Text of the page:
Dance veteran Traci Greene is no stranger to the performing on big stages.
Her work has taken her all over the world and want to expand her love for dance and the arts to other young women of color who look like her.
So, Greene along with her non-profit organization Culture Arts Initiative Inc., will produce Houston’s Urban Nutcracker taking a unique spin on the original on December 16-18 at the Stafford Centre.
The production is more than just your regular holiday show, it’s a city-wide fundraiser to help underrepresented and underserved students pursue a professional career in dance.
“I wanted to do something that will showcase the talents of young dancers in the city, Greene said. “There are a lot of opportunities presented to them but funding is difficult, and its discouraging. Minority dancers have challenges that a lot of people didn’t have, so I started this non-profit to make their dreams possible.”
The production celebrates Houston’s diverse communities, culture and historical landmarks like Emancipation Park/Third Ward, Uptown Galleria district, Texas Medical Center and Montrose.
About 130 dancers have been casted from a city-wide audition. The show introduces a wide variety of dances including ballet, contemporary jazz, and hip-hop. One dancer who will be returning this year is Kaelyn Hager, a 14-year-old freshman at The Village School, a pre-kindergarten through 12-grade private day boarding school in the Energy Corridor.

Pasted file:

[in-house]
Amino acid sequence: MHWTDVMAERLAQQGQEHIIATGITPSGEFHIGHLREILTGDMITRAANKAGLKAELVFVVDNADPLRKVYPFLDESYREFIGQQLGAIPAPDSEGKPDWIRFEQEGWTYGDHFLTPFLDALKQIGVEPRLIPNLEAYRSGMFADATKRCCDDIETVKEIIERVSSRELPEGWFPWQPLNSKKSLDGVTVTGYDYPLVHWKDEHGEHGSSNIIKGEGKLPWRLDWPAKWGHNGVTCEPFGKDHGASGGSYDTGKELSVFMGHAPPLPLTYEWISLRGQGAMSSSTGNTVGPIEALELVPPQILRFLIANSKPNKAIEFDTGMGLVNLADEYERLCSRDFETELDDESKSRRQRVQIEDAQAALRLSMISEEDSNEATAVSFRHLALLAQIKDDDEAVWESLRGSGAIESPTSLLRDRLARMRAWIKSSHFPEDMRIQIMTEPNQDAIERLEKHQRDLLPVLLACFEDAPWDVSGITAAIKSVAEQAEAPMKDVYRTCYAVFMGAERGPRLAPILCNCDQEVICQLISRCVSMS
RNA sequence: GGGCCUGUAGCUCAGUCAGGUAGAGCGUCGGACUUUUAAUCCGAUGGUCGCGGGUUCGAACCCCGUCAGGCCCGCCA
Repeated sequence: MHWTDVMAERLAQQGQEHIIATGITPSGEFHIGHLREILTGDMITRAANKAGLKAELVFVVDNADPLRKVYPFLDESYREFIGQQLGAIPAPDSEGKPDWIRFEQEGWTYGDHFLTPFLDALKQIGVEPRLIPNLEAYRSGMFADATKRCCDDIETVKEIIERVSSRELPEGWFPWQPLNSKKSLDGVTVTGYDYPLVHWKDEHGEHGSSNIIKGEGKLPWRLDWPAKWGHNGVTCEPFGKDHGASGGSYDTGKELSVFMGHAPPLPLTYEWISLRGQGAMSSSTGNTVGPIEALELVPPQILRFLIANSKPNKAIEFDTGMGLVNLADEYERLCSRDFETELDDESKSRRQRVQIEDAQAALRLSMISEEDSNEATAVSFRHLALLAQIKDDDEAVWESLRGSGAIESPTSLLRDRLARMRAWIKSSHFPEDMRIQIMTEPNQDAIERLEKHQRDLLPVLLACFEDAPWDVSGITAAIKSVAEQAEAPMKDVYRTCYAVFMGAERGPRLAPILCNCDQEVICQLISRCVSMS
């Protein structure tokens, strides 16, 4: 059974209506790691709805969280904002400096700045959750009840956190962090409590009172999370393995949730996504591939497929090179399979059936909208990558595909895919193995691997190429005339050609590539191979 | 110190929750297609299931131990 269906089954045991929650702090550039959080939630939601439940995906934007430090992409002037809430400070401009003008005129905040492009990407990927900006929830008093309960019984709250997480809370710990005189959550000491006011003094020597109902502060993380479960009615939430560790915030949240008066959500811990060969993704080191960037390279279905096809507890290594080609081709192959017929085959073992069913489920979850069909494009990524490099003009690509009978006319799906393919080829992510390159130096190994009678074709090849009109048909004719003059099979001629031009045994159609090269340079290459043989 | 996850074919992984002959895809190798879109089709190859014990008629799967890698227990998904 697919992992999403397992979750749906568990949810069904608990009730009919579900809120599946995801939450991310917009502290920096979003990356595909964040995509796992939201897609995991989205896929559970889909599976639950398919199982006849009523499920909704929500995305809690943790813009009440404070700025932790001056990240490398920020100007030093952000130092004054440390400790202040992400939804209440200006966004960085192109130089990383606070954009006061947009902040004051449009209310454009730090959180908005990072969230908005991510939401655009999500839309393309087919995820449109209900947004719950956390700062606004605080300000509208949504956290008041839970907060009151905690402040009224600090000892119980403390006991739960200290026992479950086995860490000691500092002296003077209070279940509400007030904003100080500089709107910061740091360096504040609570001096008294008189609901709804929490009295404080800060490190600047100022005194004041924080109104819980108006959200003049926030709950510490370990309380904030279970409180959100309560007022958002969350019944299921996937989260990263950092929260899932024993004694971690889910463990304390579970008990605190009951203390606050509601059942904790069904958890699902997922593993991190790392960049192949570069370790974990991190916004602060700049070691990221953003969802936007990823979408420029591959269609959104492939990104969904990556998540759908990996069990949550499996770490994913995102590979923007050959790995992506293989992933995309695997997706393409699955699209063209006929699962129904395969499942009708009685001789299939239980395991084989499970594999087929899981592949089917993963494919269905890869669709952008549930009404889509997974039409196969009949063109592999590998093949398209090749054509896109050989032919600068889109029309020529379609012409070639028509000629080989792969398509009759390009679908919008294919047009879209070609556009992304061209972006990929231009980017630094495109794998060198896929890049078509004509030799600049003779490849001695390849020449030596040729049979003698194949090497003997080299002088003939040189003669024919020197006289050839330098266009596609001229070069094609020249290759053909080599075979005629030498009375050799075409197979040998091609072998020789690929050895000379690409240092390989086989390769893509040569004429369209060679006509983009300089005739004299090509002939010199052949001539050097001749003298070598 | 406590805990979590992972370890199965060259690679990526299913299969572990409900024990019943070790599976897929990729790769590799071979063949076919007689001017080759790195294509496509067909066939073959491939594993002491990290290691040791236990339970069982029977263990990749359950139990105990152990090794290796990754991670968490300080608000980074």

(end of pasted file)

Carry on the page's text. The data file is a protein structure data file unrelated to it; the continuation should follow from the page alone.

Kaelyn’s journey into the world of dance began at the age of 2 years old. Her mother would sign her up for ballet, jazz, and tap classes. Eager to pursuit her dream of one day opening a dance studio, she attended The Village School which exposed her new opportunities such as her enrollment in dance classes in collaboration with Julliard School in New York. Hager credits the school and her coaches helping her balance the demands of her academics and demanding dance rehearsal schedule which ultimately prepare her for as a supporting cast in the Houston Urban Nutcracker.
“I’ve been doing the Houston Nut Cracker since it started in 2018. The experience has been amazing and there is so much diversity in the dance scenes,” Hager said. “As a dancer of color, I feel a sense of responsibility. A lot of young dancers who look like me are looking up to me. So, no matter how hard it gets I have to remember that I’m doing something that is brings a good reputation for us.”
The Culture Arts Initiative has awarded over $50,000 to underrepresented dancers across the nation through its scholarship awards programs. Greene encourages the community to come out to support the youth and invest in their dreams.
“I’m just glad to be put into the position to give these youth something that I didn’t have,” she said. “This production is bigger than me, these kids are our future.”
Laura Onyeneho covers the city’s education system as it relates to Black children for the Defender Network as a Report For America Corps member. Email her at firstname.lastname@example.org